Candle in the window: ‘A light shines in the darkness’

Dear Friends,

If you have gone past the rectory any evening you may have noticed that our usual lamp in the window has been replaced by a single “electric candle” like the ones that many of us use at Christmas time. I wish to explain the meaning of this candle and the origin of window candles in general. I found this article at which sums it up nicely:

“Placing lit candles in windows arises from the British persecution against the Catholic Church in Ireland. Since the time King Henry II invaded Ireland in 1171, persecution against the Irish has existed. This persecution increased tremendously in the wake of the Protestant movement, especially under Elizabeth I and then Oliver Cromwell. The logic was simply this: the British conquerors were Protestant and the Irish people were Catholic; therefore, to totally subjugate the Irish people, the British had to crush their religion, and that meant crushing the Catholic Church…During Christmas, every faithful Irish Catholic family hoped to have a priest visit their home so that they could receive the sacraments and in return offer him hospitality. So they would leave their doors unlocked and place candles in the windows to signal a priest that he was welcome and would be safe. Sometimes, a single candle would appear in several windows, or three candles in one window, one each representing Jesus, Mary and Joseph.”
— Fr. William Saunders,

I became aware of this history some years ago and as I took down my Christmas tree this year, I again thought of the deep meaning of devout Catholics proclaiming their allegiance to Christ and His Church in a society that wished to stifle their free exercise of religion and persuade them away from the tenants of their faith. Centuries later there seem to be disturbing similarities in our own society as the culture of death makes every effort to contradict and silence Catholic teachings. In response to this similarity I opted to keep one window candle, not in protest to any one thing, but to affirm the most important thing: I believe in Jesus Christ and His holy Catholic Church. The candle then is my affirmation of this belief and the hope it offers me, perhaps more succinctly stated in John 1:5, “the light shines in the darkness, and the darkness has not overcome it.”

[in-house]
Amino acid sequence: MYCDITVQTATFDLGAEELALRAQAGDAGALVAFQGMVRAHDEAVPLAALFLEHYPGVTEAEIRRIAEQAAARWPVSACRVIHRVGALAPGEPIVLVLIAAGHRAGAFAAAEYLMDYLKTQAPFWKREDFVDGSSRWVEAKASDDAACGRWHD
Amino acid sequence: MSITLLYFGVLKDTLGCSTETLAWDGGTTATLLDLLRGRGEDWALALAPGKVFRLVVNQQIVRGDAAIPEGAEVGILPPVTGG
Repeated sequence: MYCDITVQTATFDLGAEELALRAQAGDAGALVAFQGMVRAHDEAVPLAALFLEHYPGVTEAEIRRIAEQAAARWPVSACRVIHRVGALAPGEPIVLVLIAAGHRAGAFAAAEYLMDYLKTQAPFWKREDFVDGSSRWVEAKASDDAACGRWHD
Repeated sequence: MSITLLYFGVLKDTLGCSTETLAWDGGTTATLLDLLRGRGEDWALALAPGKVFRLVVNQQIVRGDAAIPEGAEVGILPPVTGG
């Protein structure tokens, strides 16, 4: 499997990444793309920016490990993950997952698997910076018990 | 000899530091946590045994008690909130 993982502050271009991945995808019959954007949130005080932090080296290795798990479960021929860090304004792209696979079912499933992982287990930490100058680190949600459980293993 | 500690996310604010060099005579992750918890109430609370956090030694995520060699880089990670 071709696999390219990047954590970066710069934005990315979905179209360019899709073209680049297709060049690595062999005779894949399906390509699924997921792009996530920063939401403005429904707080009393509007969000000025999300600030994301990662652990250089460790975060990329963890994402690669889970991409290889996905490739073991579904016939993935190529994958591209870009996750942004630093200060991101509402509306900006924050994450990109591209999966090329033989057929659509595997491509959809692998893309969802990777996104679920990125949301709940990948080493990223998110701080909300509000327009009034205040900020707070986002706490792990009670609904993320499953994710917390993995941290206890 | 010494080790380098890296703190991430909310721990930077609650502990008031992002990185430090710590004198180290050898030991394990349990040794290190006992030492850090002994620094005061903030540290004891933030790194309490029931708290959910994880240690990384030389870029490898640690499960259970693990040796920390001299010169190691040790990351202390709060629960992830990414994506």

I will be displaying this candle throughout the year and I invite all who are moved to do so to join me. Pull out your Christmas candles or order them online. I think it could be quite encouraging to see that we are not alone in our faith and hope as we see countless window candles, out of season, shining brightly the Light of Christ found in each household.

Sincerely yours in Christ,
Fr. Steven Voss

A message from Fr. Dave Nix

Fr. Dave Nix

My Dearest Parishoners,
Glory to Jesus Christ.
Although I am at the FOCUS conference this weekend, now is still the opportune time to share the most recent news:  I am going to be the chaplain for the Abbey of St. Walburga, effective January of 2013.  We saw a very great need there, and it is liturgically in-concert with how I feel called to offer the Holy Sacrifice.  This week, Archbishop Aquila declared it my next assignment. Moreover, it is a time to pray about the move from parish life to religious life, which I will be happy to share with you eventually, even though this chaplaincy is only a six-month assignment.   I will speak during all the Masses of Jan 12th and 13th, and I hope to see you after them.  In the mean time, please know that I tell all my friends outside the parish that I couldn’t have hoped for better families than those of St. Joseph’s.  I will truly miss you so much with all my heart, but I will not be far away at the Abbey for this small chapter of my life.
Also, although I will not be able to write personalized thank you’s before I leave, I want to thank so many of you for your excellent Christmas cards and generous gift cards.
In Jesus, Mary and Joseph,
Fr. Dave